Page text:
Cascadia Capital said it is launching one of the nation’s first emerging growth investment banking practice groups dedicated to Robotics, Automation, and Artificial Intelligence (RAAI).
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The CEO of an artificial intelligence company discusses how AI affects workers and how AI can be deployed well.
Tacoma, Washington-based Tool Gauge manufactures precision metal and plastic components and assemblies for the aerospace industry.
The event will debut Oct. 19-22, and include three distinct zones: Knowledge, Solutions and Exploration.
Vecna Robotics’ David Clear and SVT Robotics’ TJ Fanning go into reasons manufacturers might want to consider automation and AI. They also look at how to test assumptions and scale with so many variables changing moment by moment. The adage “change is the only constant” has never been more apropos. So, it’s a great time to hear what separates a complex system from a complex adaptive system.
As automation technology becomes more effective, cost effective, and easier to implement, job shops are automating more and more of their processes. In this episode, Alan Rooks, editor in chief of Manufacturing Engineering magazine, talks with Michael Gaunce, group manager, stationary workholding for Schunk Inc., about what a small to medium size job shop should consider when starting and exploration into automation; the particular machines or jobs that are easier to automate over others; why high part quantities are not needed in order to automate a job; what types of skills a shop should look for in employees working with automation; and how to define categories for the different styles of automation used in machine tool tending.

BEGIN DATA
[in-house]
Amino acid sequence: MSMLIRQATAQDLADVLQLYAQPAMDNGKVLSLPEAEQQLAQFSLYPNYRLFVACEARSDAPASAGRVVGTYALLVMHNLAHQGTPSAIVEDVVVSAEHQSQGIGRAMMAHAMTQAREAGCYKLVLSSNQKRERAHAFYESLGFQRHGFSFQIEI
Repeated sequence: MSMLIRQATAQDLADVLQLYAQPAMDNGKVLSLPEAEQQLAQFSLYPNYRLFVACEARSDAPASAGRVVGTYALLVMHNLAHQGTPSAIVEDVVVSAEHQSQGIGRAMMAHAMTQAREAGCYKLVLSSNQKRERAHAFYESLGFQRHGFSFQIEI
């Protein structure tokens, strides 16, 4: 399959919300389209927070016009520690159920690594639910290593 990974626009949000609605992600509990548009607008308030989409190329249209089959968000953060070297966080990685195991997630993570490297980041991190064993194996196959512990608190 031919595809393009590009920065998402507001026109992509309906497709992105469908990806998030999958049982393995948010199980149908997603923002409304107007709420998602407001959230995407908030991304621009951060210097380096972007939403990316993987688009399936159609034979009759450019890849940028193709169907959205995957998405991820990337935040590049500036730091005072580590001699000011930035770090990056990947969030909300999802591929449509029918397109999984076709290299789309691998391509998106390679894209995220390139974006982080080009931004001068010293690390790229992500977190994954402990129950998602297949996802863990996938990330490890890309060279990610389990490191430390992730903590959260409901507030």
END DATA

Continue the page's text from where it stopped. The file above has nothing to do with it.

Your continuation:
Aerospace OEMs and their supply chains are evolving plans to manage the economic impact caused by the health-related shutdown last spring.
Mazak Optonics has confirmed expansion plans for its North American headquarters in Illinois.
Like just about every other manufacturing operation, welding has made the leap into the 21st century with automation, agile manufacturing processes, and offline programming.
Before the coronavirus pandemic upended normal life and essentially shut down commercial airliners, the aviation industry had a projected need for 40,000 new aircraft—planes, helicopters, air taxis, and unmanned aerial vehicles—in the next 20 years.